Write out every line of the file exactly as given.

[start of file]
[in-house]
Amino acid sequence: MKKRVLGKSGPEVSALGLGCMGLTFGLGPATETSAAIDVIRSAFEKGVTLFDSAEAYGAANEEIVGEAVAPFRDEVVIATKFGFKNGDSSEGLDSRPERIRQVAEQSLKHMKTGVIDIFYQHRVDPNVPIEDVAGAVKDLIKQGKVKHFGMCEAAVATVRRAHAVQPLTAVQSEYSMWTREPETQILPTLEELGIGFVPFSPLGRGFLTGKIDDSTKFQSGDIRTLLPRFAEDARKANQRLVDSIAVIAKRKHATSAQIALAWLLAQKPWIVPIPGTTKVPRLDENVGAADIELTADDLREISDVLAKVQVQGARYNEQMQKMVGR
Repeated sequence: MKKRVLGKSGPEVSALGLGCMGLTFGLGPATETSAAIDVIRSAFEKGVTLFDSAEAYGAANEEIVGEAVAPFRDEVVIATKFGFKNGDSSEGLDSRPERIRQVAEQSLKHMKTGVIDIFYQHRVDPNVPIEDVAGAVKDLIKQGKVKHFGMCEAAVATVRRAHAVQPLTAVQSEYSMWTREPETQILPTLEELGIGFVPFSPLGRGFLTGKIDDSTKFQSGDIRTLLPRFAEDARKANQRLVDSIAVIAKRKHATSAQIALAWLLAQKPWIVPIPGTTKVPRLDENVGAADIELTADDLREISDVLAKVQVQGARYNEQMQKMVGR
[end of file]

[in-house]
Amino acid sequence: MKKRVLGKSGPEVSALGLGCMGLTFGLGPATETSAAIDVIRSAFEKGVTLFDSAEAYGAANEEIVGEAVAPFRDEVVIATKFGFKNGDSSEGLDSRPERIRQVAEQSLKHMKTGVIDIFYQHRVDPNVPIEDVAGAVKDLIKQGKVKHFGMCEAAVATVRRAHAVQPLTAVQSEYSMWTREPETQILPTLEELGIGFVPFSPLGRGFLTGKIDDSTKFQSGDIRTLLPRFAEDARKANQRLVDSIAVIAKRKHATSAQIALAWLLAQKPWIVPIPGTTKVPRLDENVGAADIELTADDLREISDVLAKVQVQGARYNEQMQKMVGR
Repeated sequence: MKKRVLGKSGPEVSALGLGCMGLTFGLGPATETSAAIDVIRSAFEKGVTLFDSAEAYGAANEEIVGEAVAPFRDEVVIATKFGFKNGDSSEGLDSRPERIRQVAEQSLKHMKTGVIDIFYQHRVDPNVPIEDVAGAVKDLIKQGKVKHFGMCEAAVATVRRAHAVQPLTAVQSEYSMWTREPETQILPTLEELGIGFVPFSPLGRGFLTGKIDDSTKFQSGDIRTLLPRFAEDARKANQRLVDSIAVIAKRKHATSAQIALAWLLAQKPWIVPIPGTTKVPRLDENVGAADIELTADDLREISDVLAKVQVQGARYNEQMQKMVGR